Good news for assisted living operators is that, according to Bureau of Labor Statistics data, employment in the sector has returned to pre-pandemic levels.
“We’re back. All those jobs have been finally restored, which is fantastic news,” National Investment Center for Seniors Housing & Care Chief Economist and Director of Outreach Beth Burnham Mace told me at the organization’s recently concluded Spring Conference in San Diego.
It took the assisted living industry longer to recover on the employment front than it did for overall US employment, she pointed out, but assisted living is seeing a faster recovery in this regard than is skilled nursing, where employment remains 14% shy of its pre-COVID level.
Why the difference between assisted living and skilled nursing?
“The trend in skilled nursing for a long time actually has been a slowdown in employment growth, and that has been continuing, so it’s been harder to refill those positions,” Mace said. “And I think that the jobs that some skilled nursing workers have to do may be perceived differently than those for assisted living. And there might also be different hiring practices that we’re seeing.”
More good news overall, however, is that temp agency use appears to be down, and especially for assisted living.
“That’s important, because that means that that expense impact will be lessened,” she said. “We know that wages and salaries typically account for about 60% of overall expenses, so if they could whittle that down a little bit, that would be really helpful.”
It’s not all sunshine and roses for assisted living employers, however. Even before the pandemic, recruiting and retaining workers was the top challenge. That is, pre-pandemic employment was not at an ideal level, and “there also have been some growth opportunities” over the past few years, Mace said.
The need today, she said, “goes through the entire organization. …It’s not just the frontline workers; it’s everyone.”
Almost all other types of employers are challenged as well, except perhaps tech and mortgage-related companies, where layoffs have occurred, she pointed out. Unemployment is at 3.4%, the lowest level since 1969. “That’s a really tight labor market,” Mace said.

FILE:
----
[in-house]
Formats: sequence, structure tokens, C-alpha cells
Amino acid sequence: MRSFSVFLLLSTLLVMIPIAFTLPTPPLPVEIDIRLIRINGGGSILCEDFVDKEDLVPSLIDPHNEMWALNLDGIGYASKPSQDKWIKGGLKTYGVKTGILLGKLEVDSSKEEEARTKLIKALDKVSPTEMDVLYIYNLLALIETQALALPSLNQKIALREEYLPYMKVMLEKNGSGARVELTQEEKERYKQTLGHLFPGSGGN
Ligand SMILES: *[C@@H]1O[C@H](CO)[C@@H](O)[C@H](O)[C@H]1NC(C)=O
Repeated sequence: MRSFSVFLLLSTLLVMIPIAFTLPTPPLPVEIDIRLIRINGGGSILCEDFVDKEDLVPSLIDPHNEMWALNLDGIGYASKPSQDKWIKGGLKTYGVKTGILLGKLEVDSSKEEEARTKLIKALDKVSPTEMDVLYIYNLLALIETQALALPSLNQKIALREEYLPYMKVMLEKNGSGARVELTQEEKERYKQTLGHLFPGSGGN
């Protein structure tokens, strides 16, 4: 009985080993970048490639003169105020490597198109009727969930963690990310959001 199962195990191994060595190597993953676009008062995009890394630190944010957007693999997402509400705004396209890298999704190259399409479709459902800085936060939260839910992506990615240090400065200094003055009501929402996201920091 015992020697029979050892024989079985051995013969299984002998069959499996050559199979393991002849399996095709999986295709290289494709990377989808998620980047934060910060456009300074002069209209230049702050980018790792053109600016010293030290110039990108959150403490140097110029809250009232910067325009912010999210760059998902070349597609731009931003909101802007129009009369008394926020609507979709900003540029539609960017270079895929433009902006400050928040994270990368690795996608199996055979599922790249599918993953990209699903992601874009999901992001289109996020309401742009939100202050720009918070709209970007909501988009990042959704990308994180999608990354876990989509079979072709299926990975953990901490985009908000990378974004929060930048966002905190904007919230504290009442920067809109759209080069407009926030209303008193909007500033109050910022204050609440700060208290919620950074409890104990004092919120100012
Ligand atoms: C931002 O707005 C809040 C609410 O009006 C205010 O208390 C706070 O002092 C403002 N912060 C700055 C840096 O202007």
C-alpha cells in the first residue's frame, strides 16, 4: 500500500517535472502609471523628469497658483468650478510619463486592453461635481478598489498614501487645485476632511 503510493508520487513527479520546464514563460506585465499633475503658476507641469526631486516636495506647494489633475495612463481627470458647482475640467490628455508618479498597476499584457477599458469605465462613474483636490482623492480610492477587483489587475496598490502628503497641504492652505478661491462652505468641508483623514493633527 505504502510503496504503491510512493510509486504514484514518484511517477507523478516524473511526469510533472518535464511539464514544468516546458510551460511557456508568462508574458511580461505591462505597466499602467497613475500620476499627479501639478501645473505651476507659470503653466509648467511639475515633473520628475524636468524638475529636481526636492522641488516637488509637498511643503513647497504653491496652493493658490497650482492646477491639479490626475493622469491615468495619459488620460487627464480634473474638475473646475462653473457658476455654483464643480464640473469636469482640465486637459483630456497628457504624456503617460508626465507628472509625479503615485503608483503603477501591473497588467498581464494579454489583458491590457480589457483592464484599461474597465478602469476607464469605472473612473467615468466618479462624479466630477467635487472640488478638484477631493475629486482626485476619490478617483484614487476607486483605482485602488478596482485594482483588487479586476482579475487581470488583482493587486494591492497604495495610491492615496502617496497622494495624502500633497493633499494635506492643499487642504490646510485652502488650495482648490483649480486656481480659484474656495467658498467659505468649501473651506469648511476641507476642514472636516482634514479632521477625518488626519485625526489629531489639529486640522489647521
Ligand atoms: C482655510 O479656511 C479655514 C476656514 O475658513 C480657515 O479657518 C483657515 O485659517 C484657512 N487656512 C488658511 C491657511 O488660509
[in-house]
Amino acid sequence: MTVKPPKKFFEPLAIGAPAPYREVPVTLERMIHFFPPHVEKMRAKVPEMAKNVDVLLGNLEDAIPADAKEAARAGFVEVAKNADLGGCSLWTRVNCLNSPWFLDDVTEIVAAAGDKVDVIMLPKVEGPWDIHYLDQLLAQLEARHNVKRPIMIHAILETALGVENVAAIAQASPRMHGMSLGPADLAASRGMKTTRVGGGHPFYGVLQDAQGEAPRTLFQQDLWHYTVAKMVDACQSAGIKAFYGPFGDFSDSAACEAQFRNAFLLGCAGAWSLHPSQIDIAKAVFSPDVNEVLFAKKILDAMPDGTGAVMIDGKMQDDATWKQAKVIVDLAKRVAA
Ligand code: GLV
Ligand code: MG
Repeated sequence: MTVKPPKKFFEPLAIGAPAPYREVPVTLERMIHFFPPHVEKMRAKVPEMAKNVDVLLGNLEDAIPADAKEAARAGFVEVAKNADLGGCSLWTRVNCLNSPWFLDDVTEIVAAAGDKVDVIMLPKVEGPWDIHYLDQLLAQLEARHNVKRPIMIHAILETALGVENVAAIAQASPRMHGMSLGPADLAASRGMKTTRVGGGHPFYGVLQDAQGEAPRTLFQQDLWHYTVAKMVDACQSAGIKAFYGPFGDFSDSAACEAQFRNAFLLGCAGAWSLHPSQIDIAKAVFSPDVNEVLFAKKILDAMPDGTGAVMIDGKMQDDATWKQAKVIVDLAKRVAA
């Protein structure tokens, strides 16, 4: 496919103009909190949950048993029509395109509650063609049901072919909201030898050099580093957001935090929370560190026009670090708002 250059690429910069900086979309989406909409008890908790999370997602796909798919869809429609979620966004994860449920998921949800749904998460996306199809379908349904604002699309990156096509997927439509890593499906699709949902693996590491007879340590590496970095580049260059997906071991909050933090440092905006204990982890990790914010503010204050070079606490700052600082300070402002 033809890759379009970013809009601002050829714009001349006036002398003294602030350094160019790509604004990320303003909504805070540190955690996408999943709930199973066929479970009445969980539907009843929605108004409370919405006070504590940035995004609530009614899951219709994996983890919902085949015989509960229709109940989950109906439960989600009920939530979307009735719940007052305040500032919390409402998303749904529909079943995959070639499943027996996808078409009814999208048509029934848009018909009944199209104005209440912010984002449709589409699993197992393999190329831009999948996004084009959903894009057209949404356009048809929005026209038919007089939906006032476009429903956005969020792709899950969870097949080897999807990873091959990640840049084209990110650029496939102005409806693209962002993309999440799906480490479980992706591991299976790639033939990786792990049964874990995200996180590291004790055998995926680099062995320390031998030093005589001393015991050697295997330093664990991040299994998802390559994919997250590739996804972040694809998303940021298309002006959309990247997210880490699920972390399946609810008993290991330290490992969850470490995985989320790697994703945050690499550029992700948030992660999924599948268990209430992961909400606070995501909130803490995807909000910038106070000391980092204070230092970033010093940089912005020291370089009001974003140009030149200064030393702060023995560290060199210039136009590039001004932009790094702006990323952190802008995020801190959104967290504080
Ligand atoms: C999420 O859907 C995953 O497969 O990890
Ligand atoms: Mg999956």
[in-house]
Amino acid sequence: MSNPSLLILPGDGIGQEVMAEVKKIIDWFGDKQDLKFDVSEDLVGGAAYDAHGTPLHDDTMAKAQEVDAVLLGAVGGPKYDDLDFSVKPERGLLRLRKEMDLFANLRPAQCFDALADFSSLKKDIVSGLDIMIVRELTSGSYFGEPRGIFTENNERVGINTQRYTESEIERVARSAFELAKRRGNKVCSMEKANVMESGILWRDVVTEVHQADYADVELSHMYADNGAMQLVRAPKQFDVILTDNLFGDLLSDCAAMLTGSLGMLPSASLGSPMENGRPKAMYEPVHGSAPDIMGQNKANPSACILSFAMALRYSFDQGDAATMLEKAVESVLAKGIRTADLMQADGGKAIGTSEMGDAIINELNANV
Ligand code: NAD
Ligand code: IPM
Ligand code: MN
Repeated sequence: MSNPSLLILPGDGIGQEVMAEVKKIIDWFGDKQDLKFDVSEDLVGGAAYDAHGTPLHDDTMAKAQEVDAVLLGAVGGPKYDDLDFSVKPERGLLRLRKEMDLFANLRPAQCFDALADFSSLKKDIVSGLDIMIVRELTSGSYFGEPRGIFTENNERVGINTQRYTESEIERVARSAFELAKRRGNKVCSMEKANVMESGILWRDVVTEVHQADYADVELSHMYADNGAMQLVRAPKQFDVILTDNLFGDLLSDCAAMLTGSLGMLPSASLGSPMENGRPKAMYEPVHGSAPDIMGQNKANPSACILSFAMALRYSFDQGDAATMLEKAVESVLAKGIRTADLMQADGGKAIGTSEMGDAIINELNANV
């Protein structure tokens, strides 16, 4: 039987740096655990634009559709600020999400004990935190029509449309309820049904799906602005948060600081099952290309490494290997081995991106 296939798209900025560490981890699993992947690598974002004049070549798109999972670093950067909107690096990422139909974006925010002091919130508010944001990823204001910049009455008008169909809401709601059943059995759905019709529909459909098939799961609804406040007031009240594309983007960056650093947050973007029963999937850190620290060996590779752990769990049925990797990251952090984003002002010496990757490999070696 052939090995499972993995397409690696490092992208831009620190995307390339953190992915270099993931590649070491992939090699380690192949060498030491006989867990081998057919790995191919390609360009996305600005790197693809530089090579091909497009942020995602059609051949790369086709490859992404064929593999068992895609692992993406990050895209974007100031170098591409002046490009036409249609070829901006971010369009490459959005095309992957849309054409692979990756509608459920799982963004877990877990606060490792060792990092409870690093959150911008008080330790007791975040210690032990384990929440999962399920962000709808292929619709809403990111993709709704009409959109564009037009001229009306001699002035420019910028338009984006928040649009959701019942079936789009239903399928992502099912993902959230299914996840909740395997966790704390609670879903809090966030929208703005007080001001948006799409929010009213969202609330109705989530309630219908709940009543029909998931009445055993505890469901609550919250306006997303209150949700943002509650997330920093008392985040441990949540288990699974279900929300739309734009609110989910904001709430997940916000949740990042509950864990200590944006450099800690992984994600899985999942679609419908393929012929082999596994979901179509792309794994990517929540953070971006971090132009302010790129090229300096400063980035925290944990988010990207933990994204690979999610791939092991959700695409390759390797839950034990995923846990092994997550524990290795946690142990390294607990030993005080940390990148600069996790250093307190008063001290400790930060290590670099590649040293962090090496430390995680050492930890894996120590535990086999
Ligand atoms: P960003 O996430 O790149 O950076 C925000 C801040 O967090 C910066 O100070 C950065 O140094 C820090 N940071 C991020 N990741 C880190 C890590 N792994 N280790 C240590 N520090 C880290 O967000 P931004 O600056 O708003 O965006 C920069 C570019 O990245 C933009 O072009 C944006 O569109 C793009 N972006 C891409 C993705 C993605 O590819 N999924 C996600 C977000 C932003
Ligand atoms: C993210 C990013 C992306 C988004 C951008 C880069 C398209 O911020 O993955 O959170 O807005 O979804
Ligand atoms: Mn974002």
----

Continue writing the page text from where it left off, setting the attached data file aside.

Data from NIC’s Executive Surveys with senior living and skilled nursing participants show that the perceived severity of staff shortages is easing. In March/April 2022, for instance, 27.3% of participating executives reported severe staff shortages, compared with 8.8% in September/October 2022. And of these executives, 6.1% said that staffing shortages were minimal in March/April 2022, but 19.3% said they were minimal in September/October 2022.
But Mace said she thinks that the quest to hire and retain a sufficient number of employees will “be a challenge for a while, especially with that low unemployment rate.”
On the other hand, she said, “there might be some relief if the unemployment rate goes up a little bit. That might make a bit of a large labor pool from which to draw upon.” The catch, Mace said, is that “those aren’t necessarily the same workers that we want to be working in our industry or that are good at working in our industry.”
One possible solution to workforce challenges is immigration system change, but that “doesn’t seem to be really getting very far in Congress today,” she noted.
An area more within an operator’s control, however, is marketing. Long-term, Mace said, “strategic marketing plans need to be expanded to attract residents but, more importantly than ever, to the workforce and potential new and existing staff and team members.”
Lois A. Bowers is the editor of McKnight’s Senior Living. Read her other columns here.